Remember, even the slightest change in the nutrients that orchids absorb can cause discoloration. Although this discoloration is not as alarming as say, a pest infestation, it is still a sign that your orchid needs a bit more feeding.


Orchids need water, but too much of it can be detrimental. Overwatering prevents the plant from absorbing nutrients in the potting media and might even cause root rot. It is not something that you should feel bad about because many people accidentally over water their plants.

If you are worried that you may underwater them instead, don’t worry. Orchids tend to handle underwatering a lot better than overwatering. So, just water them once a week in warmer weather. Water once or twice a month in colder weather. This should get rid of the yellowish hints on the leaves.

You can learn more about how to water orchids here.

Why Are My Orchid Leaves Turning Brown?

Brown leaves, orchid leaves color

Healthy orchid leaves are green with hints of purple or yellow on the underside. If you notice that the leaves are turning brown, dry, and a bit brittle, your orchid is trying to tell you that something is wrong.

One common mistake that people make when they see their orchid’s leaves turning brown is that they treat the leaves. Doing so can temporarily fix the issue, but you need to fix the underlying problems. Otherwise, this could become a recurring issue for the plant.

Below are some of the common causes of why orchid leaves turn brown. None of them will require you to treat the leaves individually.


If the leaves start to turn brown and feel a bit dry and brittle, most likely, your orchid is dehydrated. There are two reasons why this happens. Either you are not watering your orchid regularly, or the roots are no longer absorbing water.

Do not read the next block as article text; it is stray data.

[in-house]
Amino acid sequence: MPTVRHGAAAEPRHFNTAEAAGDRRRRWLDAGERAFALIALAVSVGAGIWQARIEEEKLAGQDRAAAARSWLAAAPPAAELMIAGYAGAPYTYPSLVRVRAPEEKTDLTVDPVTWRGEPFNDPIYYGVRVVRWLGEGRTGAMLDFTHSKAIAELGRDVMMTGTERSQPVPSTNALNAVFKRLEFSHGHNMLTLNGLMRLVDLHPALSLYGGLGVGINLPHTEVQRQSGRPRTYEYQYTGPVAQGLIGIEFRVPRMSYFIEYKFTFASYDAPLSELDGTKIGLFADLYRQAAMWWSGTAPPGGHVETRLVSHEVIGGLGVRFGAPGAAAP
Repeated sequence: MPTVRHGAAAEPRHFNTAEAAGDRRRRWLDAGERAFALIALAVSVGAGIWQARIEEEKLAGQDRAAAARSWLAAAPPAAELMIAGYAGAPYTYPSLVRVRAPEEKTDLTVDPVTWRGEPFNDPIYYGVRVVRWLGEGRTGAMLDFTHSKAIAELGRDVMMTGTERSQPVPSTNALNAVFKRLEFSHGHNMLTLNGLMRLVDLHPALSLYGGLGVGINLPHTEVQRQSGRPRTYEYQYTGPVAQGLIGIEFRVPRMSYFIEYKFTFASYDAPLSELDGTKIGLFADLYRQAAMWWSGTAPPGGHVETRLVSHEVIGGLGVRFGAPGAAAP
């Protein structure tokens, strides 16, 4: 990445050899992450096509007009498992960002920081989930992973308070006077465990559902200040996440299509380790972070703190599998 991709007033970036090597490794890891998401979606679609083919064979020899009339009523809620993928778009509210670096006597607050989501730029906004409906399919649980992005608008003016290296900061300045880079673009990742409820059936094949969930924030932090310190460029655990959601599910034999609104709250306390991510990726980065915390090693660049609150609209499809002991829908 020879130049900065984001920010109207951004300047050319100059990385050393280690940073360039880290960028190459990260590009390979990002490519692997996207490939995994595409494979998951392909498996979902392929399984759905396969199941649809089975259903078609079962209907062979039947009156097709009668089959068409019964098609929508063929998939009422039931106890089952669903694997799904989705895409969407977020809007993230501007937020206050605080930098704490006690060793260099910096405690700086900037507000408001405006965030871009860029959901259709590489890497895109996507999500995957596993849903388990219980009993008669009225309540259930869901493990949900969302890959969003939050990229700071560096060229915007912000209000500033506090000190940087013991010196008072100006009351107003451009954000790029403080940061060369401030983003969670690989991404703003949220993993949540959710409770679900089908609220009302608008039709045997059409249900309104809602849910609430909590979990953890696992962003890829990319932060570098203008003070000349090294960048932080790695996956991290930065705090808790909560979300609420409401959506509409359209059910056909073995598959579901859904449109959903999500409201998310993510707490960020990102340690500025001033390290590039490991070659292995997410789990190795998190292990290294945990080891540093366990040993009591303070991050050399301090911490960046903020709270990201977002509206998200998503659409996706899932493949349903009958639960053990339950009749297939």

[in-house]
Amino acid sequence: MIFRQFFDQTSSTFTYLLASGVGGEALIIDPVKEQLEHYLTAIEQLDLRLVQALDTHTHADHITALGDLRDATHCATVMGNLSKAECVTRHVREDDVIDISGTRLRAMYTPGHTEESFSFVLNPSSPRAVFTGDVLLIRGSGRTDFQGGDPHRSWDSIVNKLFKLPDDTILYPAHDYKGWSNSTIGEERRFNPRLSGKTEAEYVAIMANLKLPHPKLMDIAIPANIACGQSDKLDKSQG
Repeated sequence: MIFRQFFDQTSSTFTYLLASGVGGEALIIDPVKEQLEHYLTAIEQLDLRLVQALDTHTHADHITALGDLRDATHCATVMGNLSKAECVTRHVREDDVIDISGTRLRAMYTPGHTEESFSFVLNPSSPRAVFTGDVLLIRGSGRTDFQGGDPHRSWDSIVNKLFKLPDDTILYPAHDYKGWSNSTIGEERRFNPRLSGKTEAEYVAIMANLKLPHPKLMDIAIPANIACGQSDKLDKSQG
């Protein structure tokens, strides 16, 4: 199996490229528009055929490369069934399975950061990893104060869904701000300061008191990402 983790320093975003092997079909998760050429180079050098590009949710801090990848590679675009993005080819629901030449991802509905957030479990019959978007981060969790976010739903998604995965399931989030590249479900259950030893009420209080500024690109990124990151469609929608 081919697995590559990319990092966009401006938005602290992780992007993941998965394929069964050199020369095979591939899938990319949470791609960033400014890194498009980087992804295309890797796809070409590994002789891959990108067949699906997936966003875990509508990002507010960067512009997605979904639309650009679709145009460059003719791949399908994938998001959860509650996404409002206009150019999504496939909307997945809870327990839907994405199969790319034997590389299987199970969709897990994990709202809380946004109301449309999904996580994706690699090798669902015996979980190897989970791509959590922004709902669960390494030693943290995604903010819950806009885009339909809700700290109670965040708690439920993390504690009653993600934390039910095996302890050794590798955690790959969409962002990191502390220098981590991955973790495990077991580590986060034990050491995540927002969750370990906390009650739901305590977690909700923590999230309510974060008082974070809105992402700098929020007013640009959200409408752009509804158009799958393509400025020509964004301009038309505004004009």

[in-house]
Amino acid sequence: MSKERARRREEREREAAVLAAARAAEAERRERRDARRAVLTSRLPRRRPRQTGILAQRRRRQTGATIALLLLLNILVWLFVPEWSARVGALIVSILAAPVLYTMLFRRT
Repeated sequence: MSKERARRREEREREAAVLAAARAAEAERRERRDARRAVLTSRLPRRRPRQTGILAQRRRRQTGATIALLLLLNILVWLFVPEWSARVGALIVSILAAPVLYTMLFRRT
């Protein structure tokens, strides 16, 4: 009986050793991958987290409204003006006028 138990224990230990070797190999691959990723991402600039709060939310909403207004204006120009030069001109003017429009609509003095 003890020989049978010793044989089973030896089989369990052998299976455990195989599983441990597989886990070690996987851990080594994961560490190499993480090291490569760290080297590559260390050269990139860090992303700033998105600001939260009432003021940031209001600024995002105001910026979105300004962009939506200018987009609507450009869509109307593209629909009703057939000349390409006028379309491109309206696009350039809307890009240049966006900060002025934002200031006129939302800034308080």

If the roots are no longer absorbing water, this can be due to rot. More likely, this is because the roots have shriveled up and died. Disease can also cause your orchid roots to no longer absorb water. In any case, if your orchid is not able to receive enough water, it will eventually die.

Lack of water is easy to fix. If the roots are still healthy and able to absorb water, you can increase the watering frequency. You can use the soaking method to water your plants or soak them in an Epsom salt solution. The leaves should be back to their healthy, green color in a few weeks.

However, if you are dealing with damaged or dead roots that can no longer absorb water, you will have to first remove them from the plant. Then, repot your orchid. Moving forward, start giving it a bit more water or just water regularly.

Fungal and Bacterial Infection

If you see brown spots on the leaves’ surface, it could also be because of a bacterial infection. If you see small, ringed brown spots on the leaves’ surface, your orchid likely has a fungal infection.

Overwatering and poor air circulation are the most common causes of these infections. Both conditions are not only bad for the infected orchid, but for other plants as well.

As soon as you notice these brown spots, separate the sick orchid from the rest of your plants. Next, remove the damaged root and infected parts of the plant. Bacterial and fungal infections spread fast. If the infection reaches the rhizome, the orchid will die out.

You also need to repot the orchid and apply a fungicide such as Physan20. Once you have dealt with the problem, try not to overwater the orchid in the future. Place it in a location with good air circulation.

Salt Damage Or Too Much Fertilizer

Fertilizer by itself will not cause the leaves to turn brown. Rather, it is the salt build-up that causes this damage. If the potting media contains too much salt, the leaves will slowly turn brown and eventually die out. It is rare for the potting materials to have too much salt. However, this can happen when a person uses too much fertilizer.

Fertilizers can leave traces of salt on the soil. Over time, the salt residue builds up, causing the discoloration on the leaf.

Fortunately, this is easy to fix. At least once a month, instead of fertilizing your orchids, just use plain water to water your orchids. This will help flush out any trace amounts of salt residue from the potting media.

When you do fertilize your orchids, just use small amounts of orchid-specific fertilizer once or twice a month. You will also need to dilute the fertilizer before using it to prevent this discoloration from happening again. Orchids prefer weak fertilizers.

Why Are My Orchid Leaves Turning Purple?

Orchid leaves with a purple tone

Orchid leaves that are turning purple color usually are not a cause for concern. In fact, many people consider purplish tones in their orchid leaves as a sign that the orchid is healthy.

Many orchids also have a natural purplish pigmentation. You might see a slight purple tinge forming on the underside of the leaf. This is perfectly normal.